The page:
After much listening and thought, I have to conclude that Mustafa Özkewnt VE Orkestrasi’s Gençlik İle Elele is a perfect record, a paragon of Turkish funk. Its 10 instrumental tracks average a little over three minutes in length, but they’re so rhythmically tight and tonally and texturally fascinating, that they feel like teases. Every element here—swarming, swirling John Medeski-esque soul-jazz organ, trebly, frilly-tendrilled guitar, in-the-pocket drums, furious bongo- and conga-slapping and other hand-percussion accents—is laser-focused to get your head bobbing, your hips swiveling, and your loins flooded with do-it fluid. So, yeah… a perfect record.
This LP, as you may surmise, contains loads of chunky funk that’s ripe for sampling by enterprising hip-hop producers; it’s a veritable breakbeat orgy. But according to online authority whosampled.com, only four Mustafa Özkent tracks have been sampled. That seems low for an album of such bumpin’ bounty. Not surprisingly, Madlib’s brother Oh No used two songs from Gençlik in his own work; surprisingly, Madlib himself hasn’t plundered it… not yet, anyway.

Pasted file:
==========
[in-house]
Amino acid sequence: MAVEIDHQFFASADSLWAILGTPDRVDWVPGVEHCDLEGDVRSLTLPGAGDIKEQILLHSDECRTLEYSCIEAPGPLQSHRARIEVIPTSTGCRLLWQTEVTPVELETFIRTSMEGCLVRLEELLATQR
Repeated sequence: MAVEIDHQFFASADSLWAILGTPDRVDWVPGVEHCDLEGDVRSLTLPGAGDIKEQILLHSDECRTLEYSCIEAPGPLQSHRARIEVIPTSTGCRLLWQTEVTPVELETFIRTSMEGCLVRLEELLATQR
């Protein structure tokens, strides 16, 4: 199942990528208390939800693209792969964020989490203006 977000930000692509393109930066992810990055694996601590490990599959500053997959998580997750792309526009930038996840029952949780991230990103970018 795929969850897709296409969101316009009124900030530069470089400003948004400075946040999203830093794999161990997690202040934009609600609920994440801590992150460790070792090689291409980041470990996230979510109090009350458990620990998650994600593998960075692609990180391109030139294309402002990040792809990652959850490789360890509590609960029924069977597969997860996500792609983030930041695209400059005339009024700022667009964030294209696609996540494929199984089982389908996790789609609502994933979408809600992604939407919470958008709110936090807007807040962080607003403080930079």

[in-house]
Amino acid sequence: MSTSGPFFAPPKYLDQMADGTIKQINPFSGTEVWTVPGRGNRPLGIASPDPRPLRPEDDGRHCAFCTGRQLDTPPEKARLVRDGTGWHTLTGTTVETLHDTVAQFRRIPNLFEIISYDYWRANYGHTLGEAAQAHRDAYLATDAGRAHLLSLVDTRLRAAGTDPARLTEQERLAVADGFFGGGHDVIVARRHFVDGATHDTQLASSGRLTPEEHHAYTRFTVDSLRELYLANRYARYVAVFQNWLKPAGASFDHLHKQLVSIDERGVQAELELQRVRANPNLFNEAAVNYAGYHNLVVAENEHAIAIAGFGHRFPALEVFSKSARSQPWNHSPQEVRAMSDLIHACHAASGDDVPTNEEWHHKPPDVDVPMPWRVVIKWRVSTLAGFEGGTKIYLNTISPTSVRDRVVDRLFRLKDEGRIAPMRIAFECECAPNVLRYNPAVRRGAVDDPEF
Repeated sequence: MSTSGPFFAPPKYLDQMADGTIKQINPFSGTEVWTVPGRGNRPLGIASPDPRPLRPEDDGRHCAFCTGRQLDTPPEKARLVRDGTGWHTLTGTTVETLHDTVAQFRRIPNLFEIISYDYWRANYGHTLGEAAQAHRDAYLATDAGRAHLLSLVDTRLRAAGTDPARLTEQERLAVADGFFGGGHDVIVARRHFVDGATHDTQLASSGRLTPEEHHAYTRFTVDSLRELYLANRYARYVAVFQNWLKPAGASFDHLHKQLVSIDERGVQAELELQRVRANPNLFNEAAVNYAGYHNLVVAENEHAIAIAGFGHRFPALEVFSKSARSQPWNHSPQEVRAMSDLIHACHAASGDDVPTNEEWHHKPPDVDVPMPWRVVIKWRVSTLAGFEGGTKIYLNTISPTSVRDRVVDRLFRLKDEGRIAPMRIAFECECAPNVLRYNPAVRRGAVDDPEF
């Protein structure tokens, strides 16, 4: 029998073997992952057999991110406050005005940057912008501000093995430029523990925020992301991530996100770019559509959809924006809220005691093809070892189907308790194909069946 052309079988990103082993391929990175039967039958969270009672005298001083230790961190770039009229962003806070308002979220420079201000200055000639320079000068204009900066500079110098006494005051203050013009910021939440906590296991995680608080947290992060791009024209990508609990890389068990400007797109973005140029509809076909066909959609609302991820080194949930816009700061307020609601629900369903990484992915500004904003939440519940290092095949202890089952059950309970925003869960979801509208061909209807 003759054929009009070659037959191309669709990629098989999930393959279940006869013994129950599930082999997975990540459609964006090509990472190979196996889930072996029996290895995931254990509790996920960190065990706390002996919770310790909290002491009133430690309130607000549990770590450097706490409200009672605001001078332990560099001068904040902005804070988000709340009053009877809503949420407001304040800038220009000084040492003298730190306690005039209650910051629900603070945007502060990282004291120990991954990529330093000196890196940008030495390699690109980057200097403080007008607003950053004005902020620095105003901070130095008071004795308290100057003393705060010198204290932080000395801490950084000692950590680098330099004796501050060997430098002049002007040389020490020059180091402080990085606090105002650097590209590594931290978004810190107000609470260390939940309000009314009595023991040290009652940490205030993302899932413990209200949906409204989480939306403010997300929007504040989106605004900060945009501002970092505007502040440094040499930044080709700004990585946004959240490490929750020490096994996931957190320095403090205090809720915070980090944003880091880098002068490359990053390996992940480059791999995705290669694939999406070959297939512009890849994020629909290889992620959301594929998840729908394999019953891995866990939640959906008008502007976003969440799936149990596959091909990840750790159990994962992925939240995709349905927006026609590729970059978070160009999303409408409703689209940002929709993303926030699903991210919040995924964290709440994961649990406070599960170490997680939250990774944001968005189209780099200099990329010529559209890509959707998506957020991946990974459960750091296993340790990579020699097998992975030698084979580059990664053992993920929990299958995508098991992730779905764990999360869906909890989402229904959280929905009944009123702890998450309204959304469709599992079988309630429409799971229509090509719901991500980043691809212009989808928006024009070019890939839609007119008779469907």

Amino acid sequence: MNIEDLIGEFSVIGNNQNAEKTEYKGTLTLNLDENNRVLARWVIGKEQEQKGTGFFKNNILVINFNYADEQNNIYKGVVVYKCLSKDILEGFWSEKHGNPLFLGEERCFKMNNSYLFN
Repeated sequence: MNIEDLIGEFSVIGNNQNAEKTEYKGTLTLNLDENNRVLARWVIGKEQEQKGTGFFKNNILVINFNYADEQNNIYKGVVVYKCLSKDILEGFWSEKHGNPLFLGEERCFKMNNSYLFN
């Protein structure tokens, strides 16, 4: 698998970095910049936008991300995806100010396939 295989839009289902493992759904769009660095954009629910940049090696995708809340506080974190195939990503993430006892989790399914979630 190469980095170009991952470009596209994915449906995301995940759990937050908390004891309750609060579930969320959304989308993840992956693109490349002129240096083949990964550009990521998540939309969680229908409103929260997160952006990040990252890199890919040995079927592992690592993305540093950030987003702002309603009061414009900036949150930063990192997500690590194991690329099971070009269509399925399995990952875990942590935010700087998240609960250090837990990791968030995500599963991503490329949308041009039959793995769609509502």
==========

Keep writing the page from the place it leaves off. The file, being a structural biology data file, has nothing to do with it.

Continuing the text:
The concision and airtight beat science displayed by Mustafa Özkent and company recall the Meters’ disciplined approach to funk. Of course, being Turkish, Mustaf Özkent sound a tad more non-Western in their melodies and timbres. (According to Andy Votel’s liner notes in the 2006 B-Music reissue, Özkent modified his guitars with extra frets to make it sound more like a saz or a lute.) And that makes a big difference with regard to the stunning impact this album makes on the Western listener. All that being said, the phenomenal bass solo on “Dolana Dolana” would make Larry Graham give two thwapping thumbs up.
Reissued again by Portland label Jackpot in 2016, Gençlik İle Elele—which means Hand In Hand With Youth—should never fall out of print, nor stray far from your DJ bag, if indeed you DJ. Hell, this record just may inspire to start working the 1s and 2s yourself… -Buckley Mayfield